Continuing the Good Fight
Herald News Op-Ed
Last year, a federal immigration judge ruled in favor of Imam Mohammad Qatanani’s petition to become a permanent U.S. resident. Since 1999, U.S. immigration authorities have denied the imam’s petition for a variety of reasons. In his 71-page ruling last year, the judge dismissed the government’s case as “patently incomplete” and deemed two federal agents’ conflicting testimonies as “not credible.” Consequently, the government sought an appeal of the judge’s decision.
After 10 months of review by the government-appointed Board of Immigration Appeals, a 12-page written decision was recently forwarded to the imam’s lead attorney, Claudia Slovinsky. As the document states: the appeal was “sustained in part and dismissed in part” and it returned the matter to the same judge for “further consideration of the evidence of record, for the submission of such additional relevant evidence as appropriate, and the entry of a new decision.”
At the May 2008 trial, the Department of Homeland Security had sought to link Qatanani, a Palestinian who emigrated from Jordan to the United States in 1996, to Hamas, which the U.S. classifies as a terrorist organization. The linkage was one of many tactics the DHS employed justifying and confirming its denial of residency status. The imam’s attorney successfully argued against the government’s assertions justifying its deportation proceedings. In the course of a five-day trial, it was shown that the government’s case was baseless and weak on both evidence and credibility.
Americans for Qatanani, a national, grass-roots organization that supports the imam, views the appeal board’s decision as a bittersweet development and only a detour in the imam’s pursuit of becoming a proud, contributing U.S. citizen. We had hoped the board’s decision would be completely in our favor, ending years of agony and uncertainty for the imam, his family and the entire Muslim community.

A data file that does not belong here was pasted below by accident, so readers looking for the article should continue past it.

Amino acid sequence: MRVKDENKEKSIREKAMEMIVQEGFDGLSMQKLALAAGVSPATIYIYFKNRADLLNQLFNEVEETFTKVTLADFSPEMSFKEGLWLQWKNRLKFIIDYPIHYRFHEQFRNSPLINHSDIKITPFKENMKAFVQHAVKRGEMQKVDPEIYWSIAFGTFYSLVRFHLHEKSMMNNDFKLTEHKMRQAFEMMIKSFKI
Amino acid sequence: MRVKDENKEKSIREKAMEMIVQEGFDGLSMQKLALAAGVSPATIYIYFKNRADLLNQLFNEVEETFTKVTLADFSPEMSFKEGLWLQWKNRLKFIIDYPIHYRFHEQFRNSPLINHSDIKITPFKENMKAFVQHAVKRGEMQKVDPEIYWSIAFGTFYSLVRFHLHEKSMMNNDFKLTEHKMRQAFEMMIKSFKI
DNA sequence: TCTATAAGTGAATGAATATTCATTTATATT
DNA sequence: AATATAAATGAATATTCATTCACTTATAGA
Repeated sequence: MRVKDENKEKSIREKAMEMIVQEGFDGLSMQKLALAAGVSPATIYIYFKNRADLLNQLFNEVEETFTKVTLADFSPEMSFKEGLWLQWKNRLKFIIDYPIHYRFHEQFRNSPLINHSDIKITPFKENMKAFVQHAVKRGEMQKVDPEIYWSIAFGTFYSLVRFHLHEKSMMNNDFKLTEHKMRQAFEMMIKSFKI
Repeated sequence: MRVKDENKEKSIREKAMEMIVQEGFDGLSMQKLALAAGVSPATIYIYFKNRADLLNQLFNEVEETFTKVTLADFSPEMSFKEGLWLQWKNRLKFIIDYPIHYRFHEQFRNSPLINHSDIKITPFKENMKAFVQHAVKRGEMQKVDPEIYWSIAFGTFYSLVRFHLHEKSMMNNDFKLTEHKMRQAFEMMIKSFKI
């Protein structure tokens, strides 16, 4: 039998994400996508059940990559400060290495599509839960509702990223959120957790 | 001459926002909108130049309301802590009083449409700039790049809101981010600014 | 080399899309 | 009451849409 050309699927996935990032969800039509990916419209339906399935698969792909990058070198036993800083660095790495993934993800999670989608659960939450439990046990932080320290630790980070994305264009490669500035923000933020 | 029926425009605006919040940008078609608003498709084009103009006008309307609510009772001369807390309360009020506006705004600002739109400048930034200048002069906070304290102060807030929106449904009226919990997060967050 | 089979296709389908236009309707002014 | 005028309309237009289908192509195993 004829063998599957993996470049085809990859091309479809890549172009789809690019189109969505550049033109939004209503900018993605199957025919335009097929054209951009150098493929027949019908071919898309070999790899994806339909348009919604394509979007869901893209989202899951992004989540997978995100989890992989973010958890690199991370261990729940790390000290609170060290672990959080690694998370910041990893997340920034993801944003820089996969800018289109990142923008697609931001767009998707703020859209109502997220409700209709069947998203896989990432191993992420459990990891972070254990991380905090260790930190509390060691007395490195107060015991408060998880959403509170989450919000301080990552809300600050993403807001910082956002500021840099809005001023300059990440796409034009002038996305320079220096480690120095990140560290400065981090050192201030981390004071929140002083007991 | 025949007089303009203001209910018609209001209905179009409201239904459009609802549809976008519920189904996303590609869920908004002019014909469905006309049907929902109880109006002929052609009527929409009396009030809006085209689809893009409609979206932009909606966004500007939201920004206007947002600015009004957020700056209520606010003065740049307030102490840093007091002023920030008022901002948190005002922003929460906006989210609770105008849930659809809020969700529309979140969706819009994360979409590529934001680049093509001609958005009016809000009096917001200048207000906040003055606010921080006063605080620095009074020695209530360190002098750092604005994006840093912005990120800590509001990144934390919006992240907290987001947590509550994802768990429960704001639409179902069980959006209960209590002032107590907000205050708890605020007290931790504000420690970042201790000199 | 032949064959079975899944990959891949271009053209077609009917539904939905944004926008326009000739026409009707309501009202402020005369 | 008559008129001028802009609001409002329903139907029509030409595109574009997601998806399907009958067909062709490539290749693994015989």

Notwithstanding, we remain confident of the facts that compelled the immigration judge to render a favorable ruling. We are ready to again defend the imam, demonstrate the irreplaceable values he has come to represent, and loudly proclaim the imam’s message of moderation. Proactive and participatory citizenship only furthers the nurturing of America’s ideals, America’s promise and America’s future. A closer look at the board’s recent decision confirms our assertion that its members gave little weight to the lengthy brief submitted by the imam’s legal team. While we could count no fewer than six specific references to the government’s brief, we found no reference agreeing or even acknowledging ours.
We believe it would be a task to find an immigrant who has done more for his community than our imam. Steadfastly, Qatanani has advocated tolerance and understanding between all faiths ever since his arrival in 1996. In the dark days after Sept. 11, Qatanani reached out to members of other faiths and to the FBI and other agencies. His leading work was critical to helping Muslims, law enforcement and the community work to ease the tensions that emerged.
The Muslim community has taken ownership of the imam’s case and views its satisfactory conclusion as a defining expression of its religious and civil rights.
Our faith in the imam’s case is matched equally by our unyielding trust in the endearing qualities of our justice system.
Aref Assaf, president of the American Arab Forum, heads the media office of Americans for Qatanani, based in Paterson.
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